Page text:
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Story of Evolution, Evolution of Stories
Bryn Mawr College, Spring 2004
Second Web Paper
On Serendip

The Power of Words

Perrin Braun

Communication and language are not always synonymous. Gesticulations and facial expression can convey certain messages that often make verbal expression unnecessary. Although I appreciate the endless possibilities that are associated with speaking, our primary means of communication, I have discovered that the human capacity for speech might not be as extremely innate as the linguist Noam Chomsky claimed. A few years ago, I had the privilege of encountering a thirty-five year-old woman named Joann at a summer camp for adults with multiple disabilities. Being extremely autistic, Joann was unable to close her mouth, let alone form distinguishable words. Instead of talking, her principal method of communication was to make clicks and guttural noises when she was upset or wanted something. Unlike the case of Genie, who was reared in a small room without human contact, Joann and many other autistic people are not raised in silence and should have theoretically learned to talk (as per Chomsky's theory). The camp counselors encouraged Joann's attempts at speech and tried to build her verbal skills, but they were never able to progress beyond monosyllabic words. Why wasn't she able to speak and why did they fail?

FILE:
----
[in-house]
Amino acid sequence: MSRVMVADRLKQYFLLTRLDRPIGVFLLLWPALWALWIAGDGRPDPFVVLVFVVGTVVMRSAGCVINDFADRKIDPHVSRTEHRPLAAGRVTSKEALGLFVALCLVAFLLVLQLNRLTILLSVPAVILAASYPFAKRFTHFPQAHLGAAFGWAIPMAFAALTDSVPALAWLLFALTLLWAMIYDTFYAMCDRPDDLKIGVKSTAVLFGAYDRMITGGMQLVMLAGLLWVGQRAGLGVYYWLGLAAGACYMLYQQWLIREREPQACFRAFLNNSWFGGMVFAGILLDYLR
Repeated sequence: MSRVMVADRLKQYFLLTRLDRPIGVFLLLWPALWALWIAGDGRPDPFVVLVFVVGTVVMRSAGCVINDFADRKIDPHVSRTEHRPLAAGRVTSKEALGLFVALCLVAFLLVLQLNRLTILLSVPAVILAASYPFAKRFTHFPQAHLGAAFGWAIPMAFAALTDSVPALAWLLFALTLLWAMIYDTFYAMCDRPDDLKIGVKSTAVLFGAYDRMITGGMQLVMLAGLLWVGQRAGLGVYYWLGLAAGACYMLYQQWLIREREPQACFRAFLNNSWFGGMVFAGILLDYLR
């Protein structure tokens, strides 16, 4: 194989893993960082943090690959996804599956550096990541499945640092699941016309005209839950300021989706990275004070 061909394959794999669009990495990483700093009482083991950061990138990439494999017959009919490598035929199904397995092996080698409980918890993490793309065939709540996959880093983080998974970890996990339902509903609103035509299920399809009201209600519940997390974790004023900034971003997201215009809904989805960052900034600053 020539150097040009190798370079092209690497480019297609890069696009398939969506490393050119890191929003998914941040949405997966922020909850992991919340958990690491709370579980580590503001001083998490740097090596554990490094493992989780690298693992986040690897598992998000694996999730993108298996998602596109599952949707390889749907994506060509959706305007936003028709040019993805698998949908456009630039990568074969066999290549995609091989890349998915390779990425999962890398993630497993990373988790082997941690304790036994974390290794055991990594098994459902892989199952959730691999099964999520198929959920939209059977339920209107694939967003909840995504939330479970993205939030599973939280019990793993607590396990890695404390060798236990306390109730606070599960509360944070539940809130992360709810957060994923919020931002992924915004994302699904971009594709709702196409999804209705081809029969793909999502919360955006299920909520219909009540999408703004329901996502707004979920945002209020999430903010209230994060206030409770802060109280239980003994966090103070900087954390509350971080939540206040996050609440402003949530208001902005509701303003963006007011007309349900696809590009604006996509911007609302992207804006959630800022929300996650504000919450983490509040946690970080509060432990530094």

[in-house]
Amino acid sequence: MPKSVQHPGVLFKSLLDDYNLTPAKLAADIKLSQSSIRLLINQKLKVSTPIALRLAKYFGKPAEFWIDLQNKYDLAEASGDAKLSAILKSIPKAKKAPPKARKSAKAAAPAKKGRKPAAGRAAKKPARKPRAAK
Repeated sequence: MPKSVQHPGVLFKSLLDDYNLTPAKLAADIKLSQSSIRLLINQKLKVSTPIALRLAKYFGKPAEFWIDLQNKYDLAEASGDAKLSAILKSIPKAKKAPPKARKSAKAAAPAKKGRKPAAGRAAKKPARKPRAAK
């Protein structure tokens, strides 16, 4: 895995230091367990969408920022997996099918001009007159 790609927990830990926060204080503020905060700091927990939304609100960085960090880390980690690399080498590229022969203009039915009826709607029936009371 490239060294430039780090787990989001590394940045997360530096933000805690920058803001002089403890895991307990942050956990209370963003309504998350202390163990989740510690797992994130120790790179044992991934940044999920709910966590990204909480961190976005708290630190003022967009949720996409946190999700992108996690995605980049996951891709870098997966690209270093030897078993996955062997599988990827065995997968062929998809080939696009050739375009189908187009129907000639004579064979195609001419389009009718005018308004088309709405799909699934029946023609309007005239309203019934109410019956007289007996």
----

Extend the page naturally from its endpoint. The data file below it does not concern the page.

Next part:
To a certain extent, language is innate, but Daniel Dennett trivialized the depth and complexity of linguistics. He wrote, "'s so effortless...for even 'slow' children to learn to speak. They aren't really learning at all, any more than birds learn their feathers. Language, and feathers, just develop in species..." (Dennett 388). This generalization is horribly arrogant and unfair to people like Joann, for whom any form of verbal communication is hardly 'effortless.' I think that some form of learning and shaping in the brain does occur, though most of it probably results from human interaction and constant verbal absorption. Genie was never able to learn how to properly talk and was rendered verbally impotent by her silent environment, but according to Dennett, shouldn't she have been able to learn? However, Joann did seem to be able to understand what was being said to her, though she was not capable of responding since she was able to comprehend and follow simple directions. Even some of the most autistic people in the camp were able to recognize when someone was talking to them, which confirms the innateness of oral comprehension, but not speaking. Understanding and talking are not interchangeable, so a clarification is needed in order to distinguish the two. I sometimes have moments in which a "verbal freeze" occurs, in which I have a thought that I can't manage to verbalize. Perhaps Joann lives in a constant state where she is unable to express what she is thinking—the thought processes are there, but the language is not. If this is true, then the capacity for language is innate, but cannot be so simply accessed in all people.